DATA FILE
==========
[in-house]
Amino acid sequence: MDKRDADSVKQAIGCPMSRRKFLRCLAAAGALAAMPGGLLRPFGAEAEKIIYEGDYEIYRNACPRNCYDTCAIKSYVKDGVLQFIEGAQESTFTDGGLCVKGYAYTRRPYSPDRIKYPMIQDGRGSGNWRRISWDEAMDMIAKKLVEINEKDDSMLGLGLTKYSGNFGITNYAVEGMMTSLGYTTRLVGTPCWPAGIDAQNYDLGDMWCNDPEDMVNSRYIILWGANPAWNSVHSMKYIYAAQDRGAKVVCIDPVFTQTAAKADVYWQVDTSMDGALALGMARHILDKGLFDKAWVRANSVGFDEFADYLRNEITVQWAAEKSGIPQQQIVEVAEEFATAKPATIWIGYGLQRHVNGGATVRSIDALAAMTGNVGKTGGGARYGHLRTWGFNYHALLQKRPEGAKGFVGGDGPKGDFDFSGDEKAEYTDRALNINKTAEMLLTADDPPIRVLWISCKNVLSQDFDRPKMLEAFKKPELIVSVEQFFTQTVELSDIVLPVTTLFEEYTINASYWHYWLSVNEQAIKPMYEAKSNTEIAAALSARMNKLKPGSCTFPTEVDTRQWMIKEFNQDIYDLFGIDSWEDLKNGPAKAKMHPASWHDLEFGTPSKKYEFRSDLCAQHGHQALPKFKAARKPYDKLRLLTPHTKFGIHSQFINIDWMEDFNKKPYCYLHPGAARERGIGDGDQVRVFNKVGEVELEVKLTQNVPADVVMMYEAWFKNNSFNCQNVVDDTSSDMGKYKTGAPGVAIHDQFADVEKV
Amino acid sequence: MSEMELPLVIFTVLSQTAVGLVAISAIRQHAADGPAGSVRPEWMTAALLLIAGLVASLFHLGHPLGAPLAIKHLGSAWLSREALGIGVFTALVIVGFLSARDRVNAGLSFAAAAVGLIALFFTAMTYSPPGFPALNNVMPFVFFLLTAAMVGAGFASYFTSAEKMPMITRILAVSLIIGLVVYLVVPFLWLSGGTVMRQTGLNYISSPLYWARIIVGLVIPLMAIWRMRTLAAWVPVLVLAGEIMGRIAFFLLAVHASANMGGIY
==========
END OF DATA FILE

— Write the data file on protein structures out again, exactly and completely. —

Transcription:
[in-house]
Amino acid sequence: MDKRDADSVKQAIGCPMSRRKFLRCLAAAGALAAMPGGLLRPFGAEAEKIIYEGDYEIYRNACPRNCYDTCAIKSYVKDGVLQFIEGAQESTFTDGGLCVKGYAYTRRPYSPDRIKYPMIQDGRGSGNWRRISWDEAMDMIAKKLVEINEKDDSMLGLGLTKYSGNFGITNYAVEGMMTSLGYTTRLVGTPCWPAGIDAQNYDLGDMWCNDPEDMVNSRYIILWGANPAWNSVHSMKYIYAAQDRGAKVVCIDPVFTQTAAKADVYWQVDTSMDGALALGMARHILDKGLFDKAWVRANSVGFDEFADYLRNEITVQWAAEKSGIPQQQIVEVAEEFATAKPATIWIGYGLQRHVNGGATVRSIDALAAMTGNVGKTGGGARYGHLRTWGFNYHALLQKRPEGAKGFVGGDGPKGDFDFSGDEKAEYTDRALNINKTAEMLLTADDPPIRVLWISCKNVLSQDFDRPKMLEAFKKPELIVSVEQFFTQTVELSDIVLPVTTLFEEYTINASYWHYWLSVNEQAIKPMYEAKSNTEIAAALSARMNKLKPGSCTFPTEVDTRQWMIKEFNQDIYDLFGIDSWEDLKNGPAKAKMHPASWHDLEFGTPSKKYEFRSDLCAQHGHQALPKFKAARKPYDKLRLLTPHTKFGIHSQFINIDWMEDFNKKPYCYLHPGAARERGIGDGDQVRVFNKVGEVELEVKLTQNVPADVVMMYEAWFKNNSFNCQNVVDDTSSDMGKYKTGAPGVAIHDQFADVEKV
Amino acid sequence: MSEMELPLVIFTVLSQTAVGLVAISAIRQHAADGPAGSVRPEWMTAALLLIAGLVASLFHLGHPLGAPLAIKHLGSAWLSREALGIGVFTALVIVGFLSARDRVNAGLSFAAAAVGLIALFFTAMTYSPPGFPALNNVMPFVFFLLTAAMVGAGFASYFTSAEKMPMITRILAVSLIIGLVVYLVVPFLWLSGGTVMRQTGLNYISSPLYWARIIVGLVIPLMAIWRMRTLAAWVPVLVLAGEIMGRIAFFLLAVHASANMGGIY